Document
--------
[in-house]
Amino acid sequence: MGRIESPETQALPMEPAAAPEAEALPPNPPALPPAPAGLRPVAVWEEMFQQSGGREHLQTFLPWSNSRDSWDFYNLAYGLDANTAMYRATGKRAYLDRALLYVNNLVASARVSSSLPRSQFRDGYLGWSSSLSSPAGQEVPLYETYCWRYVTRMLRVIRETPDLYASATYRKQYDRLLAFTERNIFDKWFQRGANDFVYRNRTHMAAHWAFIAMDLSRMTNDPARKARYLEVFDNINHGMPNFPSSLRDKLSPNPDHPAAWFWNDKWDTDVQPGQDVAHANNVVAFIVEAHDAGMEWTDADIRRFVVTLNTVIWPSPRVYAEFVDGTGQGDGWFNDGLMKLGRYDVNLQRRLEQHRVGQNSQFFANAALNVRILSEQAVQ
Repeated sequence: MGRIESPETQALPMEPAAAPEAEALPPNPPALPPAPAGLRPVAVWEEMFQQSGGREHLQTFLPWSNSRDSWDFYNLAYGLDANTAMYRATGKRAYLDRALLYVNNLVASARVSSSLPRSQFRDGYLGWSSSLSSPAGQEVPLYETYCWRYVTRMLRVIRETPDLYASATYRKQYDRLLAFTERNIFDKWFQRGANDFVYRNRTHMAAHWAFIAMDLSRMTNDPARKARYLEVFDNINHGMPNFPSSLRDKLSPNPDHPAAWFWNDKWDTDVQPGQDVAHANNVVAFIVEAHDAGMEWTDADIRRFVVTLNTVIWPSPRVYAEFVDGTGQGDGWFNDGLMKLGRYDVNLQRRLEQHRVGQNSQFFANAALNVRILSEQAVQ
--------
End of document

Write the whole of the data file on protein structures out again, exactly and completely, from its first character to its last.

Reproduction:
[in-house]
Amino acid sequence: MGRIESPETQALPMEPAAAPEAEALPPNPPALPPAPAGLRPVAVWEEMFQQSGGREHLQTFLPWSNSRDSWDFYNLAYGLDANTAMYRATGKRAYLDRALLYVNNLVASARVSSSLPRSQFRDGYLGWSSSLSSPAGQEVPLYETYCWRYVTRMLRVIRETPDLYASATYRKQYDRLLAFTERNIFDKWFQRGANDFVYRNRTHMAAHWAFIAMDLSRMTNDPARKARYLEVFDNINHGMPNFPSSLRDKLSPNPDHPAAWFWNDKWDTDVQPGQDVAHANNVVAFIVEAHDAGMEWTDADIRRFVVTLNTVIWPSPRVYAEFVDGTGQGDGWFNDGLMKLGRYDVNLQRRLEQHRVGQNSQFFANAALNVRILSEQAVQ
Repeated sequence: MGRIESPETQALPMEPAAAPEAEALPPNPPALPPAPAGLRPVAVWEEMFQQSGGREHLQTFLPWSNSRDSWDFYNLAYGLDANTAMYRATGKRAYLDRALLYVNNLVASARVSSSLPRSQFRDGYLGWSSSLSSPAGQEVPLYETYCWRYVTRMLRVIRETPDLYASATYRKQYDRLLAFTERNIFDKWFQRGANDFVYRNRTHMAAHWAFIAMDLSRMTNDPARKARYLEVFDNINHGMPNFPSSLRDKLSPNPDHPAAWFWNDKWDTDVQPGQDVAHANNVVAFIVEAHDAGMEWTDADIRRFVVTLNTVIWPSPRVYAEFVDGTGQGDGWFNDGLMKLGRYDVNLQRRLEQHRVGQNSQFFANAALNVRILSEQAVQ